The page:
Wouldn’t it be nice, just once, for Rodgers to ride roughshod on the back of a complete team all the way to another Lombardi trophy? To not have to go on a gambler’s-hot-streak type of run, winning multiple road playoff games just to reach the Super Bowl?

Rodgers’ greatness is already stamped and certified by his Super Bowl MVP performance in a against the Steelers. He doesn’t need another one, to really prove anything. Still, if that never happens, it just won’t feel right.

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About the Author

Steve Czaban is a 25 year sports radio veteran, who hosts an afternoon drive show in Washington D.C. He also appears on “Bob and Brian” in Milwaukee. “Czabe” also writes and edits his own commentaries for www.czabe.com and other on-line and print publications. He can be reached at czabe@yahoo.com.

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18 Comments

    1. Tune In radio app .. search Bob and Brian.. He is on at 8:15am central time.. I’ve been listening to him for 15 years.. He is great!!

  1. Great read Czabe. Hard to believe there are media ass hats writing that Dak outplayed A-Rod. Dak had all his weapons and faced a defensive backfield decimated by injuries. A-Rod had a converted wideout as his running back (who played well) and was missing his #1 receiver. Reverse the situation and the Packers hang up 50.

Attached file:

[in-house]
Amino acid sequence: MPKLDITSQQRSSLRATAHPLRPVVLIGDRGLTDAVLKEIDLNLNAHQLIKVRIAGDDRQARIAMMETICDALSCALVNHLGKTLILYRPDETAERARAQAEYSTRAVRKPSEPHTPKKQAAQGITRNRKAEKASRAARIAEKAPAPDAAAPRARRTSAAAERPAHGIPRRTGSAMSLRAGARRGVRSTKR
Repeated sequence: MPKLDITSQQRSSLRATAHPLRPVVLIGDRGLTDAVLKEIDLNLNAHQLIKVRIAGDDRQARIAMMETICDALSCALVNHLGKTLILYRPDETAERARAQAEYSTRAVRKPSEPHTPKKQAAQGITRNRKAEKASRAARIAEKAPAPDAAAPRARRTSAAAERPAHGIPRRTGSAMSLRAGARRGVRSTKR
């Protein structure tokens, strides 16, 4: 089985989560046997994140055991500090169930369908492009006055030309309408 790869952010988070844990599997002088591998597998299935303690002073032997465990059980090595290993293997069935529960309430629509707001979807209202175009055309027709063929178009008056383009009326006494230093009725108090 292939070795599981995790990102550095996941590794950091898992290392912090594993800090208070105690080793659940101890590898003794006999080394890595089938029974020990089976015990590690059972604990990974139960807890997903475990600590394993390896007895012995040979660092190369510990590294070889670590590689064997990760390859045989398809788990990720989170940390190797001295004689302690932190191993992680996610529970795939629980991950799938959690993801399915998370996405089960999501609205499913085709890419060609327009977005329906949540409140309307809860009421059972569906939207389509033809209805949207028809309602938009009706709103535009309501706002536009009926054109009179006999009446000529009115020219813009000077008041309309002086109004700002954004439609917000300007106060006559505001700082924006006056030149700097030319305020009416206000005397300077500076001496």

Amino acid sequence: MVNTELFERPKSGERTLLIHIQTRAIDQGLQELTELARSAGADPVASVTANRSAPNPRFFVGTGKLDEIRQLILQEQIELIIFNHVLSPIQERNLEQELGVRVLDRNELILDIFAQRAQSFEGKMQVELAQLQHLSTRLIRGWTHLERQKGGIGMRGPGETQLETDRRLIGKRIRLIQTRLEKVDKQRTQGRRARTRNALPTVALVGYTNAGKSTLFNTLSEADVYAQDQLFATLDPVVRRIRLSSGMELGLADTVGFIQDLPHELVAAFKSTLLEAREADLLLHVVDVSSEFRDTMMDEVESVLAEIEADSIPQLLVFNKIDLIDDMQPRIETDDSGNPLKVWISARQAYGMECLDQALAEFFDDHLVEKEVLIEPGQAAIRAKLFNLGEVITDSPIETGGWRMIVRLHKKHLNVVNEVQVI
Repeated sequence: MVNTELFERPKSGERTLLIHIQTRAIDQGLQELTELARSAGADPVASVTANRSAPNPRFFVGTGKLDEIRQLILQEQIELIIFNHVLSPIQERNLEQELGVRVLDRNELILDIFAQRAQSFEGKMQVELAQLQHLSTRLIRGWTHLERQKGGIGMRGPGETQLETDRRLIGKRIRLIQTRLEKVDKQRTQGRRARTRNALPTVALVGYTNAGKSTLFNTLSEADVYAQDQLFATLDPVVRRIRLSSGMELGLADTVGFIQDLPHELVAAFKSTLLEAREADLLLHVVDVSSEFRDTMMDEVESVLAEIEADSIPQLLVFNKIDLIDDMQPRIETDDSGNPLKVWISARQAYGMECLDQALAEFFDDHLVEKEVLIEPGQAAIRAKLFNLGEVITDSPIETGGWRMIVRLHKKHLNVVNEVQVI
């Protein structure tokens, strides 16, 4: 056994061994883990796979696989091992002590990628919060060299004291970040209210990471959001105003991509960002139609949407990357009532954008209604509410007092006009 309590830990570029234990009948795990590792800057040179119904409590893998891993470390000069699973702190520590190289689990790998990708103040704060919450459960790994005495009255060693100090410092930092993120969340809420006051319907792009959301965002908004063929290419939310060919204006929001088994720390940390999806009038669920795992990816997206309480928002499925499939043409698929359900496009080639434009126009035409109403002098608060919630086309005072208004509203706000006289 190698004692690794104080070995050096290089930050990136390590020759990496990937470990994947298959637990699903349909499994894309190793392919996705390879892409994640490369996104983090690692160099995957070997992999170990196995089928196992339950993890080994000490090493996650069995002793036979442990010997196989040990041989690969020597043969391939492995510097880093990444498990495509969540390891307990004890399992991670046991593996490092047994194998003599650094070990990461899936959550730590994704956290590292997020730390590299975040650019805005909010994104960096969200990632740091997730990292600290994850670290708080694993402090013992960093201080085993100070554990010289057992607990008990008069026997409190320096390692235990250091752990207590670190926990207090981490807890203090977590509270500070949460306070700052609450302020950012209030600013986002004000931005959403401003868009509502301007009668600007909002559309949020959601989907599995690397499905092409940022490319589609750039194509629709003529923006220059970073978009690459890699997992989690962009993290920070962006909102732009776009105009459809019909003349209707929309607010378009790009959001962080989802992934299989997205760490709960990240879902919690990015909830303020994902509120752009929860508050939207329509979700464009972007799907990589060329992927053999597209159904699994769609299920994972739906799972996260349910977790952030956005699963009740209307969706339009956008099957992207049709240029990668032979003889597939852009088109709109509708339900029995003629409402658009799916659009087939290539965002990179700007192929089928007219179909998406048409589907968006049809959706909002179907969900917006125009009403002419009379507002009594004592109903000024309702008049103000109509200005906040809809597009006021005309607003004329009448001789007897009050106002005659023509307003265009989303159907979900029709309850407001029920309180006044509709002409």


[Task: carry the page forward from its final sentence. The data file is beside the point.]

2. Well said. I have nothing to add except that I want every knee jerk idiot writer who clutched at the low hanging fruit of sports “journalism” and covered the Jordan Rodgers “story” to all line up and bend over so Aaron can throw a fastball right up their corn chutes, one at a time. Remember how Aaron was a bristle narcissist who had peaked? A loner when didn’t have the respect of his teammates? They found on mouthpiece in Greg Jennings, a disgruntled has been who was more than willing to give the idiots a sound bites or two. So the media took that one narrative and ran with it. Yeah. To think that just weeks ago, Aaron Rodgers was a soon to be washed up locker room cancer, according to some. Unfortunately, these morons get paid even when they’re dead wrong. But I’d sure like to see them eat a metric ton of crow

  3. As a Chiefs fan I take this to heart. We have a serviceable QB. Despite the abuse he will receive today he’s not the reason the Chiefs lost. It was the injury to Johnson that allowed Bell to go off. Despite the score Pittsburgh could have easily hung 35 on the Chiefs last night.